So I have been working from home since March 2020, so doing things like vaccinations have to be purposeful. My employer requires both flu and COVID shots, which I’m good with, and the flu shot is free to employees – I don’t really want to get sick and I don’t want other people to get sick because of me. In addition, my doctor has been nagging me to get the shingles vaccine for the past maybe 5 years. I finally found out my insurance will pay for it, so I thought what the heck, I’ll go for it. This week on Monday, I got the second shingles vaccine. On Wednesday (yesterday) I did both the COVID booster and the flu shot.

Now I don’t know if it’s fibro related at all, but if you have a reaction to any vaccines, I’d strongly recommend spreading them out over time. Let’s just say, last night at about 4AM, every joint in my body said nope. And deserted me. I woke up with no joints. It’s very hard to bend without joints. Fever, fatigue, aches, all the usual symptoms I get with just the flu shot, times 100. Of course, I’m a wimp – I can own that. I know the pain I feel is exaggerated by my brain. I know I’m not ACTUALLY dying. Knowing that doesn’t make it easier to function, however. And besides, it’s always cathartic to fall into my dramatic swoon just before climbing back into bed under my fluffiest fluffy blankets. So I’m going to do my best, most dramatic swoon and cuddle up with my personal heaters – Lady the hi-temp Springer and two mildly mopey kit kats.

In short if they say, just get them both at once, and remember you need that second dose of Shingrex… beware… Give them the over-the-top-of-your-glasses look and just say, huh? come again?

Public Perceptions

As a middle-aged stereotypical woman, I watch true crime stuff. One of the shows I’ve been watching lately is American Monster. I like it because it focuses on the story of the people around the person who suddenly turns out to be a “monster” – very dramatic that title – and the impact of the victims, and not just the one in the morgue. On the whole, it’s trash TV; I won’t try to claim otherwise.

Just recently I saw an episode called “Stay with Me.” It’s about an active, beautiful, and in-love couple. The wife eventually gets someone to attack her husband in order to settle a custody battle after they’re no longer in love anymore. Lots of years for attempted murder and conspiracy, but the husband survives. That’s the short version.

The reason this episode stands out to me is because the narrator points out that the wife, after a few blissful years of marriage has been diagnosed with fibromyalgia, “a condition marked by widespread muscle pain and chronic fatigue.” Their world is turned upside down. There is no treatment, he notes, other than rest and reducing stress.

Fibromyalgia is not the focus of this episode. However, after that description, we find out that the wife, who is a technical writer, cannot continue to work. She doesn’t have enough energy to get up and work. We have all been there, right? Fortunately, she had a husband with a good job who could support them both when she stopped working, right? We haven’t all been there, have we?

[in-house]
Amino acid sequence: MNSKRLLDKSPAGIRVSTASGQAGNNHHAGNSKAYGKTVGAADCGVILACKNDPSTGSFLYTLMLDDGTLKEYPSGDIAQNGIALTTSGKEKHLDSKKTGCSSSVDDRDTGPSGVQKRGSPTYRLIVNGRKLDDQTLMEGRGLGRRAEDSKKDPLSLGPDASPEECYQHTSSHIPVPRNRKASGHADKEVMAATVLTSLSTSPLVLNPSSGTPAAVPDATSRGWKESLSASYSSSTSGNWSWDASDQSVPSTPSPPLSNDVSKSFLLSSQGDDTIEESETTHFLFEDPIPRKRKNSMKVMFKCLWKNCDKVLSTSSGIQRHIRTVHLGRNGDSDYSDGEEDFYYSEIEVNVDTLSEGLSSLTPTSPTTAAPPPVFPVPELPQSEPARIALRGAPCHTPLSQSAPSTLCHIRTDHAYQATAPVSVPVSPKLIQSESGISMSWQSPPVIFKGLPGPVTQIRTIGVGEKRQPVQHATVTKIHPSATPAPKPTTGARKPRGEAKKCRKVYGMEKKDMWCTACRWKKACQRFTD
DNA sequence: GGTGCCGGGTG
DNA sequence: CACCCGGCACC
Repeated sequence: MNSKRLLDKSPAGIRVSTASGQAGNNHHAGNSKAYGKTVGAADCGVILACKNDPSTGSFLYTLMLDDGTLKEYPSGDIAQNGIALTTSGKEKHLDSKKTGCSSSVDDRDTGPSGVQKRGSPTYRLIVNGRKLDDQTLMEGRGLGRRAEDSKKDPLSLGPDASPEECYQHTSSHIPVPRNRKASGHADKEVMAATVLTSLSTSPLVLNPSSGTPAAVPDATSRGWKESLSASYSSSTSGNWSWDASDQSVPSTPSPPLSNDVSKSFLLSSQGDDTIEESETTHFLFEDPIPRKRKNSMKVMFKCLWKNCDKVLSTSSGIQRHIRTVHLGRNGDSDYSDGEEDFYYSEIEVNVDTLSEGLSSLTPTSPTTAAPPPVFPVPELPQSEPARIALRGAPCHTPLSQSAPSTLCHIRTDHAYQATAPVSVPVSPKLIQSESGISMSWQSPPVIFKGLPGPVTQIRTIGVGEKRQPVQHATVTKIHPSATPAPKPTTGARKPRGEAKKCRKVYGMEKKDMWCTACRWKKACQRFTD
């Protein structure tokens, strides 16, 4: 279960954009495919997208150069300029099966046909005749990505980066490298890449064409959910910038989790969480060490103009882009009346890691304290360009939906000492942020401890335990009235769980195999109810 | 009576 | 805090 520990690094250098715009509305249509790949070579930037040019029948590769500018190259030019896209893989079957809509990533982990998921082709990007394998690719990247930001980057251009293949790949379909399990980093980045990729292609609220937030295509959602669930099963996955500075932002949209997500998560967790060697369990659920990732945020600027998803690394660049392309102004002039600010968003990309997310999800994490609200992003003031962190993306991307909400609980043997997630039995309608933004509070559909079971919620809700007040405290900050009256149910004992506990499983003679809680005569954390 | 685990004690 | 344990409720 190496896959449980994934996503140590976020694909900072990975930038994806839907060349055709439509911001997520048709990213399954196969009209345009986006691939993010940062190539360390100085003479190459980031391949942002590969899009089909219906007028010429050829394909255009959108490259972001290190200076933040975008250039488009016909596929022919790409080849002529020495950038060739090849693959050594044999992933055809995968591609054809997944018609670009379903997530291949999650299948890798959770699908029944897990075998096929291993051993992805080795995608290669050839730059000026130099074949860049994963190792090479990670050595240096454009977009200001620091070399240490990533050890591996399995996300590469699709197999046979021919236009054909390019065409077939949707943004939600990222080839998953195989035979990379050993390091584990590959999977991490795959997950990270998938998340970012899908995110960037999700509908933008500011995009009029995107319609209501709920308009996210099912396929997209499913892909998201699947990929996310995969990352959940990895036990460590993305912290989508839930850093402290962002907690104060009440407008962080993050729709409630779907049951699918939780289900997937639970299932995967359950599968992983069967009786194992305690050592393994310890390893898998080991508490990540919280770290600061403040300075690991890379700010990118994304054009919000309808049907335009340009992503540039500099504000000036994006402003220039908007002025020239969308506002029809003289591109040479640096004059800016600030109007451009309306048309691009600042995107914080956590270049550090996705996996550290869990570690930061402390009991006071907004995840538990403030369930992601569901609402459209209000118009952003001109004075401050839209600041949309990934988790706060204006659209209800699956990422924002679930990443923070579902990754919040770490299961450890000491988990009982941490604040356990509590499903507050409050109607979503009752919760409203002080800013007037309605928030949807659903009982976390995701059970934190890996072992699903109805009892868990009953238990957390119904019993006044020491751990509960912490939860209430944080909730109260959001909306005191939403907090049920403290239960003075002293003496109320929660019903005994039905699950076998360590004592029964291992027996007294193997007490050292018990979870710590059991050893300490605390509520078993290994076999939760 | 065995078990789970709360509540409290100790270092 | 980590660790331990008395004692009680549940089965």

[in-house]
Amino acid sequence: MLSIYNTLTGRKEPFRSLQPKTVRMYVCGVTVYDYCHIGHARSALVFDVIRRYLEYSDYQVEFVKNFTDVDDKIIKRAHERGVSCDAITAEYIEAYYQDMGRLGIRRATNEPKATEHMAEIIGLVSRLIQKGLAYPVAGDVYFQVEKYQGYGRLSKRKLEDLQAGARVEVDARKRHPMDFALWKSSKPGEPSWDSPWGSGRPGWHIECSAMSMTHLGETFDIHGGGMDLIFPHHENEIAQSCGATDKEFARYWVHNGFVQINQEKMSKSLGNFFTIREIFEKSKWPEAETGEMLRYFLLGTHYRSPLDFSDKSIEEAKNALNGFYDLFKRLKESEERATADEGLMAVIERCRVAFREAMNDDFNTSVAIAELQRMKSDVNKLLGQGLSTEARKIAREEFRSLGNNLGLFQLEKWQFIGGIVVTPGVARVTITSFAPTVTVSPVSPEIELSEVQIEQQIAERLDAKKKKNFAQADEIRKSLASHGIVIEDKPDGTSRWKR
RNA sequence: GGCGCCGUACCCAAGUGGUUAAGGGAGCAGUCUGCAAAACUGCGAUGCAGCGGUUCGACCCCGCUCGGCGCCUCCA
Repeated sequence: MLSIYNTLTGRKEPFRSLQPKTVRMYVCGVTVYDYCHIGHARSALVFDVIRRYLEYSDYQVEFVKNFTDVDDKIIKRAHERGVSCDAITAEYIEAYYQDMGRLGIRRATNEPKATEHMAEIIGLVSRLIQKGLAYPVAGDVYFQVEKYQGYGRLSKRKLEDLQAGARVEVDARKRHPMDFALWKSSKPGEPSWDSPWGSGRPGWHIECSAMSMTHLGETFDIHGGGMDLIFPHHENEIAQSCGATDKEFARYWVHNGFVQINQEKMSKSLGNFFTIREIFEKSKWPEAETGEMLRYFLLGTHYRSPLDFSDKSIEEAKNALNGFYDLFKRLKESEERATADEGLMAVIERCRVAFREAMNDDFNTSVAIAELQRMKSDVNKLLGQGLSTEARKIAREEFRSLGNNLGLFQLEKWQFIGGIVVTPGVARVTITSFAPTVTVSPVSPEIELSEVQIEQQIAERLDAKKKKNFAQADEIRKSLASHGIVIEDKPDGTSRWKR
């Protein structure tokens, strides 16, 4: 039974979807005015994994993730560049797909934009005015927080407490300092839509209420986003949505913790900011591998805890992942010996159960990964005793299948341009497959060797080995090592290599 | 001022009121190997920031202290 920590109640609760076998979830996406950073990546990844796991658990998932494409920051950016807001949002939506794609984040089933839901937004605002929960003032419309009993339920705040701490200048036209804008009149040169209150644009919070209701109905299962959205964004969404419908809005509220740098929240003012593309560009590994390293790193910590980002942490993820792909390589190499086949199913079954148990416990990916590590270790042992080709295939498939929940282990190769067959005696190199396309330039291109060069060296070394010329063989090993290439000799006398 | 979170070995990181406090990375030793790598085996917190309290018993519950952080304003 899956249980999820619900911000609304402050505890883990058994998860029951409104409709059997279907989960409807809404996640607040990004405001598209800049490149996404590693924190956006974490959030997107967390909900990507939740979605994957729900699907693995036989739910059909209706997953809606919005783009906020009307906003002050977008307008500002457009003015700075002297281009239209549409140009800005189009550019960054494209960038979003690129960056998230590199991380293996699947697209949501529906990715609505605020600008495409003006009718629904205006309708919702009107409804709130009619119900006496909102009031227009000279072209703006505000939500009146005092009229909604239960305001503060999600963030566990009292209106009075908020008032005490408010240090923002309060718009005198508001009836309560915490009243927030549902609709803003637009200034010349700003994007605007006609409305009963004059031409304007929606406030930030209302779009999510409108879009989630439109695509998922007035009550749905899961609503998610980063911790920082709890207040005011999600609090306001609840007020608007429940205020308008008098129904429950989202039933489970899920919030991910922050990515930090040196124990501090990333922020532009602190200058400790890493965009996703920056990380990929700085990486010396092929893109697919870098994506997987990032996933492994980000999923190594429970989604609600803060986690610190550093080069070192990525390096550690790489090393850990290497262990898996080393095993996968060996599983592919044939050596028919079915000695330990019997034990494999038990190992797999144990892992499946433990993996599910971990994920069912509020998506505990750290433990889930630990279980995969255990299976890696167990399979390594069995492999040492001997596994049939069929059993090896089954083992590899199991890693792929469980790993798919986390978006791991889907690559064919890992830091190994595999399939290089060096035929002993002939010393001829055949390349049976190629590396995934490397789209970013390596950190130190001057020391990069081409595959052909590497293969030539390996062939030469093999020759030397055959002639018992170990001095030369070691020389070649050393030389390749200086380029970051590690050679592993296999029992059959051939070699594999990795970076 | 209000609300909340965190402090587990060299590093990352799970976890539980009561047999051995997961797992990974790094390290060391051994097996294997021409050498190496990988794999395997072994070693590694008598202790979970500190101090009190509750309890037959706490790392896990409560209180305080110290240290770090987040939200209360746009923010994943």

After the couple had a child, things sort of fall apart. She believes the baby also has a health condition like hers, which is not substantiated by a pediatrician, and the couple starts to fight about whether or not the baby should be treated, among other things. It’s never just one thing, right? You know the rest of the story.

A few thoughts because this episode bothered me a bit:

  1. The description of fibromyalgia is so off. It’s good that they didn’t describe it as a so-called condition, but it’s very easy to hear “widespread muscle aches and chronic fatigue” and say, yeah so? It’s so much more, but since it’s not the focus of the episode, what else could they say? I see similar descriptions on commercials (when I’m not quick enough to skip them) that are touting pills for fibro. It’s superficial and harmful. There are people who will scoff when they hear the diagnosis, and there are people who will hear the description and jump to the conclusion that they have fibromyalgia. Harmful either way.
  2. The wife, who started out fit and trim before the diagnosis, stayed fit and trim throughout the rest of the drama. There was no fibro-50 for her. I wonder about her diagnosis. Not everyone who gets fibromyalgia gains weight, but it is dominant.
  3. More importantly, if she had not been given this diagnosis, would she have reacted to her symptoms as much as she did? There are a lot of us out there with fibromyalgia who do not quit their jobs and who do get out of bed every day even cloaked in morning brainfog. I sometimes wonder about getting a diagnosis. It helped me because I realized I could still do what I wanted to do, that I wasn’t actually hurting myself when things hurt. But it seems to have been the opposite for this person.